What does cling mean?

Definitions for cling
klɪŋcling

Here are all the possible meanings and translations of the word cling.

Princeton's WordNet

  1. cling, clingstoneverb

    fruit (especially peach) whose flesh adheres strongly to the pit

  2. cling, cleave, adhere, stick, cohereverb

    come or be in close contact with; stick or hold together and resist separation

    "The dress clings to her body"; "The label stuck to the box"; "The sushi rice grains cohere"

  3. clingverb

    to remain emotionally or intellectually attached

    "He clings to the idea that she might still love him."

  4. cling, hangverb

    hold on tightly or tenaciously

    "hang on to your father's hands"; "The child clung to his mother's apron"

Wiktionary

  1. clingnoun

    Fruit (especially peach) whose flesh adheres strongly to the pit.

  2. clingverb

    To hold very tightly, as to not fall off.

    Seaweed clung to the anchor.

  3. clingverb

    To adhere to an object, without being affixed, in such a way as to follow its contours. Used especially of fabrics and films.

Samuel Johnson's Dictionary

  1. To CLINGverb

    pret. I clung; part. I have clung.

    Etymology: Klynger, Danish.

    The broil long doubtful stood;
    As two spent swimmers that do cling together,
    And choak their art. William Shakespeare, Macbeth.

    Most popular consul he is grown, methinks:
    How the rout cling to him! Ben Jonson, Catiline.

    The fontanel in his neck was descried by the clinging of his hair to the plaister. Richard Wiseman, Surgery.

    When they united and together clung,
    When undistinguish’d in one heap they hung. Richard Blackmore.

    See in the circle, next Eliza plac’d,
    Two babes of love, close clinging to her waist. Alexander Pope.

    That they may the closer cling,
    Take your blue ribbon for a string. Jonathan Swift.

    If thou speak’st false,
    Upon the next tree shalt thou hang alive,
    ’Till famine cling thee. William Shakespeare, Macbeth.

Webster Dictionary

  1. Clingverb

    to adhere closely; to stick; to hold fast, especially by twining round or embracing; as, the tendril of a vine clings to its support; -- usually followed by to or together

  2. Clingverb

    to cause to adhere to, especially by twining round or embracing

  3. Clingverb

    to make to dry up or wither

  4. Clingnoun

    adherence; attachment; devotion

  5. Etymology: [AS. clingan to adhere, to wither; akin to Dan. klynge to cluster, crowd. Cf. Clump.]

Chambers 20th Century Dictionary

  1. Cling

    kling, v.i. to adhere or stick close by winding round: to adhere in interest or affection: to remain by an opinion: of wood, to shrink.—v.t. to attach: to shrivel:—pa.t. and pa.p. clung.—n. adherence.—adjs. Cling′stone, having the pulp adhering firmly to the stone (of peaches)—opp. to Freestone; Cling′y, sticky. [A.S. clingan, to shrivel up, to draw together.]

Matched Categories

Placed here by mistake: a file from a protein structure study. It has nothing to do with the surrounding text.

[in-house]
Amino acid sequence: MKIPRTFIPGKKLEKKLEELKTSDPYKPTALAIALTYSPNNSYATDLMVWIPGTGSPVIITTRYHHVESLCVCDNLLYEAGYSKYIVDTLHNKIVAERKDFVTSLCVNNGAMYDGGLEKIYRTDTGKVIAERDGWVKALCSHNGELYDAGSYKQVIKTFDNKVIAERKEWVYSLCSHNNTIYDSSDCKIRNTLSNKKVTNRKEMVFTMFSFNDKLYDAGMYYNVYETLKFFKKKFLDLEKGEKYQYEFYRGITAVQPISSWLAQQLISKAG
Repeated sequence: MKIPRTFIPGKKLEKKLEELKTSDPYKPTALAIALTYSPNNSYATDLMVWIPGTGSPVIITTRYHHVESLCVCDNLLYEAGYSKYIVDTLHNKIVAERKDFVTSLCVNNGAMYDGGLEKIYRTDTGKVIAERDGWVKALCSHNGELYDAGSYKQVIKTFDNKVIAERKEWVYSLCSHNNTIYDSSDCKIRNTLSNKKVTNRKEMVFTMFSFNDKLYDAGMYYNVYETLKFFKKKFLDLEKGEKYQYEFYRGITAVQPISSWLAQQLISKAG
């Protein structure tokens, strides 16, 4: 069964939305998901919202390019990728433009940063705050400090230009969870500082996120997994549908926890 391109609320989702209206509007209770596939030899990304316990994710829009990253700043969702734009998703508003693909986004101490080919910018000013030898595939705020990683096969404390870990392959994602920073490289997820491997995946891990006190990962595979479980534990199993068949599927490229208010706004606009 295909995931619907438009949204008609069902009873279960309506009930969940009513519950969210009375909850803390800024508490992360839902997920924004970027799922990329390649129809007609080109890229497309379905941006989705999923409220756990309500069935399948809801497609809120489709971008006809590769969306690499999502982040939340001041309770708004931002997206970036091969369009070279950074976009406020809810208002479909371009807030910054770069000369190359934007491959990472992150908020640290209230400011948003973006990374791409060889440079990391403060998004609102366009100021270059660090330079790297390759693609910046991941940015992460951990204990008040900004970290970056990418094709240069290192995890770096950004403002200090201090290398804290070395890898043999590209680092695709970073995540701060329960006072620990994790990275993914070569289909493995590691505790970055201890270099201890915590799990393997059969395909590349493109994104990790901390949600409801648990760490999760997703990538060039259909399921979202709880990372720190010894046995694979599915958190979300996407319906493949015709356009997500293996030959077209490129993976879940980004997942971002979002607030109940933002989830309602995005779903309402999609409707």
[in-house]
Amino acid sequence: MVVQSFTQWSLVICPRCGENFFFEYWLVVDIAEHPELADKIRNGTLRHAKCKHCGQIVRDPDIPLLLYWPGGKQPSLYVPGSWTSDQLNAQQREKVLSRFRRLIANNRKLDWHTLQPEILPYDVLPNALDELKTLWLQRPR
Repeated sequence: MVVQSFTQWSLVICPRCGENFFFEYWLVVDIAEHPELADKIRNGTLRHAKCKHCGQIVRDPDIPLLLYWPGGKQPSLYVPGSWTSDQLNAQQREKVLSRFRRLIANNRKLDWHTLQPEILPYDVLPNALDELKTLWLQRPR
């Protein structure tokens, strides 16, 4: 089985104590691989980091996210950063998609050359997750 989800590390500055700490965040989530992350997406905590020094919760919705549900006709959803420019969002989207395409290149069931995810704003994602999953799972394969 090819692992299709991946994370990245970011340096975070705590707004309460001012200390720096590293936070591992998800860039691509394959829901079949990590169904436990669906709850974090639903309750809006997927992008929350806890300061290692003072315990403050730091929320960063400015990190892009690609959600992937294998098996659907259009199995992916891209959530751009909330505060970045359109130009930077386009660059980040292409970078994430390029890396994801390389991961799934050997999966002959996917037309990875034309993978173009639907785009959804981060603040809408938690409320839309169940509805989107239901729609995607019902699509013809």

British National Corpus

  1. Verbs Frequency

    Rank popularity for the word 'cling' in Verbs Frequency: #816

How to pronounce cling?

How to say cling in sign language?

Numerology

  1. Chaldean Numerology

    The numerical value of cling in Chaldean Numerology is: 6

  2. Pythagorean Numerology

    The numerical value of cling in Pythagorean Numerology is: 9

Examples of cling in a Sentence

  1. Karl Popper:

    We hate the very idea that our own ideas may be mistaken, so we cling dogmatically to our conjectures.

  2. Koichi Nakano:

    It’s a bit like a gambler who already has lost too much, pulling out of it now will only confirm the huge losses made, but carrying on you can still cling to the hope of winning big and taking it all back.

  3. George Lucas:

    Many of the truths we cling to depend greatly on our own point of view.

  4. Anne Frank, Anne Frank: The Diary of a Young Girl, July 15, 1944:

    It's a wonder I haven't abandoned all my ideals, they seem so absurd and impractical. Yet I cling to them because I still believe, in spite of everything, that people are truly good at heart.

  5. Lisa Dabney:

    The ones that we have on the market now are very, very safe; they are very different from the ones that came out in the ‘80s, [like] the DalkonShield that did have a high risk of pelvic inflammatory disease, one of the main differences was that it had a braded filament--a piece of string that hangs into the vagina-- and bacteria lived in the crevices in the string, which increased the risk of getting pelvic inflammatory disease, which can lead to scarring and blocked fallopian tubes. This caused a scare and caused companies to pull all IUDs [off the shelves] except for the copper IUD. But today, the string is much smoother so the bacteria can’t cling on as easily.

Popularity rank by frequency of use

cling#10000#27118#100000

Translations for cling

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    • A. unsealed
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